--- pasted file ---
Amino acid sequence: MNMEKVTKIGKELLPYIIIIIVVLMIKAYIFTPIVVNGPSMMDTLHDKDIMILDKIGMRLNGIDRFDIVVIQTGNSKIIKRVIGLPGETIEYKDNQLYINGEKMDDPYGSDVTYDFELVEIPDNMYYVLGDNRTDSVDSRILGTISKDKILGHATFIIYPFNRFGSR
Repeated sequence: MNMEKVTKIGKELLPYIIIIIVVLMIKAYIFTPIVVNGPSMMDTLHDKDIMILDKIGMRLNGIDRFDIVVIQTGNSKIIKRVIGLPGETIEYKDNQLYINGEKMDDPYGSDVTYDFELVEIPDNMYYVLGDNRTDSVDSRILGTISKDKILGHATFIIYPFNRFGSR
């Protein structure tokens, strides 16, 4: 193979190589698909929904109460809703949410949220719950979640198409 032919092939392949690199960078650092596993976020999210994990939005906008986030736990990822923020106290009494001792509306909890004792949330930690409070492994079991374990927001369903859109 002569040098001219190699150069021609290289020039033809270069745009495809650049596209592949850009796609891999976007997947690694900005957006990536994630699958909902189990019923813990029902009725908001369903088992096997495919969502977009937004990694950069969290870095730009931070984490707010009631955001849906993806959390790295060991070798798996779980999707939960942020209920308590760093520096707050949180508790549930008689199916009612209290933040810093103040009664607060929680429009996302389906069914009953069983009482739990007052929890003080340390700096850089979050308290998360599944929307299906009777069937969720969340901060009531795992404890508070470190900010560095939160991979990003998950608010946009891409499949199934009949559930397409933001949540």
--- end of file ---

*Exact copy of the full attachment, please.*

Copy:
Amino acid sequence: MNMEKVTKIGKELLPYIIIIIVVLMIKAYIFTPIVVNGPSMMDTLHDKDIMILDKIGMRLNGIDRFDIVVIQTGNSKIIKRVIGLPGETIEYKDNQLYINGEKMDDPYGSDVTYDFELVEIPDNMYYVLGDNRTDSVDSRILGTISKDKILGHATFIIYPFNRFGSR
Repeated sequence: MNMEKVTKIGKELLPYIIIIIVVLMIKAYIFTPIVVNGPSMMDTLHDKDIMILDKIGMRLNGIDRFDIVVIQTGNSKIIKRVIGLPGETIEYKDNQLYINGEKMDDPYGSDVTYDFELVEIPDNMYYVLGDNRTDSVDSRILGTISKDKILGHATFIIYPFNRFGSR
């Protein structure tokens, strides 16, 4: 193979190589698909929904109460809703949410949220719950979640198409 032919092939392949690199960078650092596993976020999210994990939005906008986030736990990822923020106290009494001792509306909890004792949330930690409070492994079991374990927001369903859109 002569040098001219190699150069021609290289020039033809270069745009495809650049596209592949850009796609891999976007997947690694900005957006990536994630699958909902189990019923813990029902009725908001369903088992096997495919969502977009937004990694950069969290870095730009931070984490707010009631955001849906993806959390790295060991070798798996779980999707939960942020209920308590760093520096707050949180508790549930008689199916009612209290933040810093103040009664607060929680429009996302389906069914009953069983009482739990007052929890003080340390700096850089979050308290998360599944929307299906009777069937969720969340901060009531795992404890508070470190900010560095939160991979990003998950608010946009891409499949199934009949559930397409933001949540």